Tuesday, August 4, 2009

Architect Obstacles

I've been invited to participate in a podcast next week, to discuss challenges today's IT Architects face. I would like to open up to a broader audience, please send me any of your most pressing obstacles, and I will include it in our discussions.

I've listed a few that I have experienced most recently:

Non-Enterprise IT Dept:Individual pockets exist within the IT Dept. Even though architects exist in various areas throughout the organization, it is a disparate, federated architecture without a centralized framework. IT groups are not thinking “big picture” on how their individual kingdoms impact the greater enterprise. They are architecting in silos.
Businesses making IT decisions. This really annoys most IT departments and for good reason-- businesses don't know technology, IT feels undermined, but the business has the money! So, everyone says you "must sell to the business", but I say "don't leave IT behind!" We have businesses buying software, consulting, and trying to do architecture without IT's input. Often times, the Line of Business decisions doesn't necessarily fit into the architecture. This is why you find organizations with 3 BPM tools, 15 SOA products, and God-knows how many web and database products. All the vendors are licking their chops to sell to business, but remember that IT has the expertise to help with standards, architecture, and to bring together enterprise-level thought processes.
Industry and Technical Standards overload. It's funny, because some IT areas have too many standards to learn and try to digest (webServices, Security), while others have too few (i.e. Cloud Computing). Architects are confused which standards to use and when, which to ignore, and how to incorporate and apply the selected standards across their enterprise.
Architecture not tied to a “business initiative”. Because architecture often doesn't get tied to a specific business initiative, it often gets underfunded. Many times its a foundational IT initiative, and therefore businesses believe it doesn't help improve business (increase revenues)...This frustration is often a failure of the architecture team itself-- they have failed to show a direct linkage to benefits, and now can't prove their value. To their defense, that's not always easy task, but it must get done to validate their initiatives and ultimately prove their existence. Architecture is important, necessary, and should not be ignored-- but can quickly be undervalued or under appreciated by the rest of the organization.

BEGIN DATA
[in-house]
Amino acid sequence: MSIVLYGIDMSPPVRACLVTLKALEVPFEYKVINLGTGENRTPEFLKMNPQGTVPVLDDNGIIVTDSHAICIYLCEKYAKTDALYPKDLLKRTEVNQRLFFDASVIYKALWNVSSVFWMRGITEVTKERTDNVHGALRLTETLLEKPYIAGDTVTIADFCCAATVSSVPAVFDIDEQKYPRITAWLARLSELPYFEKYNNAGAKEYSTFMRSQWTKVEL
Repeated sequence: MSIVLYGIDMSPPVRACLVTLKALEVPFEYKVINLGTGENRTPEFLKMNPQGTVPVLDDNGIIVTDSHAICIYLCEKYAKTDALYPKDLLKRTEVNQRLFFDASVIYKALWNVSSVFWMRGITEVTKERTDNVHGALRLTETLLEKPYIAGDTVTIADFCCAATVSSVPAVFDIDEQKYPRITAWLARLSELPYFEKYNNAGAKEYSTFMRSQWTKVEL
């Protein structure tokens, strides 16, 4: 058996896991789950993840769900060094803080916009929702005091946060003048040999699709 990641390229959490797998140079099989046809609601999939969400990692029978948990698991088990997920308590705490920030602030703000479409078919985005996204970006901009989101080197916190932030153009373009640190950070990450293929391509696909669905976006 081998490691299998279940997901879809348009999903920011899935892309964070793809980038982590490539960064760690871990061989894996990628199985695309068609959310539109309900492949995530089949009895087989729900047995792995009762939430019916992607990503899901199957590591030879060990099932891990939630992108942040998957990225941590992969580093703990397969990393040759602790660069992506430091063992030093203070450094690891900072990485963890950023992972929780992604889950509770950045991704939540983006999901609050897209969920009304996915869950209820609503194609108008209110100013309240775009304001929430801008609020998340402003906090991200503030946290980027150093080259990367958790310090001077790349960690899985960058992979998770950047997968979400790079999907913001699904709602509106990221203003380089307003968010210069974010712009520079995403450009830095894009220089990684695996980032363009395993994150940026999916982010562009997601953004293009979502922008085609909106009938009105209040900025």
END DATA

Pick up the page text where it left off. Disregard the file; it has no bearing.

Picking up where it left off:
Educating stakeholders This is one of the most frustrating aspects of the Architects job. They need to teach others the importance of Enterprise Architecture, SOA, Cloud, etc. If you think architects are challenged educating their Line of Business on what architecture is, but guess what-- not everyone in IT “get it” either. That is why you always see the architects so stressed and pulling their hair out :-)
Commoditization Many folks across the organization just assume architecture gets done and most don't even know it gets done. It's like when you move into a house, many of us don't appreciate all the work that went into building the house, all they way from digging the dirt to framing the house-- we only lavish at the beautiful bathrooms and granite counter tops. We don't see all the labor that occurred underneath. This is the same for users of software-- we only appreciate the end product and if the web page or dashboard looks nice. Certain things are expected to be there and to always work-- like a commodity. Therefore architecture team receives minimal respect and little patience from stakeholders and customers. Rarely does anyone know about all the blood, sweat, and tears that went into building and architecting the system from scratch!


  1. Jordan, looks like you are right where you belong with this job. Good luck on the podcast. I know you will do well. -Ray M.

  2. Excellent idea, Jordan. This will make for an exceptional podcast.